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I Want to Stay At Home

How to approach the topic with your adult children

If seeing how the pandemic has devastated retirement communities and long-term care (LTC) facilities has you rethinking your future plans, you’re not alone. Aging in place has always been preferred by the majority of Canadian seniors, and now more than ever.

At the end of the day, how you choose to live your life is ultimately your decision. That said, your adult children are bound to have an opinion. How much input they get and how much it factors into your decision may depend – at least in part – on factors like finances and logistics.

Things to consider before you have the talk

While it is your decision where you choose to live, it’s normal for your adult children to have concerns. You’re their parent, after all!

Going into the conversation armed with information and answers to their questions and concerns will make the conversation easier and help put their minds at ease.

Here are some things to consider:

  • Finances – Is your mortgage paid off? Will you have to downsize or find more affordable housing? Do your children currently help pay for or intend to help pay for any of your living expenses? Answering these questions can help you determine not only if aging in place will be possible, but also how doing so will affect your adult children financially.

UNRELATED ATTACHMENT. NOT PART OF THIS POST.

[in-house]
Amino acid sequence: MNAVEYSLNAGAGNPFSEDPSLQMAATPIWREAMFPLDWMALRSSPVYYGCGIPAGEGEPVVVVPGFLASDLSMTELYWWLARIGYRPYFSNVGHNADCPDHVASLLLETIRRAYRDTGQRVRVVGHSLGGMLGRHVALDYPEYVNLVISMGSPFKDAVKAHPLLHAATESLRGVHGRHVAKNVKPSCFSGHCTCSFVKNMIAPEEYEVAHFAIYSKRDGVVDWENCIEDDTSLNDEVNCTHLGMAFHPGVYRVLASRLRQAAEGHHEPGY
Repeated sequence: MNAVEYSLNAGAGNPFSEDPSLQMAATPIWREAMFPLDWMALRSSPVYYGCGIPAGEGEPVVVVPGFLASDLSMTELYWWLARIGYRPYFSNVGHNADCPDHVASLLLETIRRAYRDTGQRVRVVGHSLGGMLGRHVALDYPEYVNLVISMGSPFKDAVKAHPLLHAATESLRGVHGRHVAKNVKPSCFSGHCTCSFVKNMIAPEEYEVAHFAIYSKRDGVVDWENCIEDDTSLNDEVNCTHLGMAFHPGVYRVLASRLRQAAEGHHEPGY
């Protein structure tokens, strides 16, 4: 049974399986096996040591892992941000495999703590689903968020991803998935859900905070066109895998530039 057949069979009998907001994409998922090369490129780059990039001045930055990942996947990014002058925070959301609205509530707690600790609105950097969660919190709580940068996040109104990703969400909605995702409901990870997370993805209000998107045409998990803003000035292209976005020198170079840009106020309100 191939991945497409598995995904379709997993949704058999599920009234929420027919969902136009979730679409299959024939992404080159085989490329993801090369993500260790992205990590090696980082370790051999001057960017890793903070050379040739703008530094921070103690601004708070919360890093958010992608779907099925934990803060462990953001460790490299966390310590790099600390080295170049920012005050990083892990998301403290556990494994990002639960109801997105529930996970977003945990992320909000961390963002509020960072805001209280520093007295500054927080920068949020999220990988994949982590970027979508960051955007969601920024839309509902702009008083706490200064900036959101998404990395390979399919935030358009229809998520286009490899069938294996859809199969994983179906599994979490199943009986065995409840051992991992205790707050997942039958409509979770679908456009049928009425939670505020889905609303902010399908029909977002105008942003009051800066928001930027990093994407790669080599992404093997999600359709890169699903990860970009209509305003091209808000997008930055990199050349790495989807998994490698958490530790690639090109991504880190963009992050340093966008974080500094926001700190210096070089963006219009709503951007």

• Caregiving – Many people count on their offspring to take on the role of primary caregiver when the need arises. It’s often just a “given”, yet the expectation isn’t always discussed beforehand. Even if you’re in good health right now, be prepared to talk about any expectations you have when it comes to their role in your care. It’s also advisable to look into in-home care services and costs so you and your family can plan accordingly.
  • Location – Location matters more than ever as age-related changes happen and needs to be considered when planning to age in place. The frequency of medical appointments increases with age, but so does the likelihood of mobility issues, making easy access to doctors and hospitals important. Also, your family will likely want you close by.

When you’re ready to have the talk with your adult children, be prepared for the possibility that they may have reservations about your choices. Try not to take it personally if they get upset; they love you and their concern is coming from a good place.

Be clear about your reasons for wanting to stay at home and try to answer their questions with as much detail and information as possible to help ease their fears.

Be sure to:

  • write down any points you want to make, such as aging in place being a safer alternative to LTC homes
  • explain how you will be able to afford to live comfortably while remaining at home
  • have information available about any long-term care insurance you may have
  • gather information on any relevant products or services, such as in-home care, assistive devices and technologies, and modifications to help you live safely

Talks about aging aren’t easy and even though your children are not actually children anymore, conversations about issues such as elderly care can be upsetting for them. It’s never easy to face the reality that your parent’s are getting on in the years.

Be patient and respectful, and listen, but also insist on the same in return. It is your life and your decision, after all.

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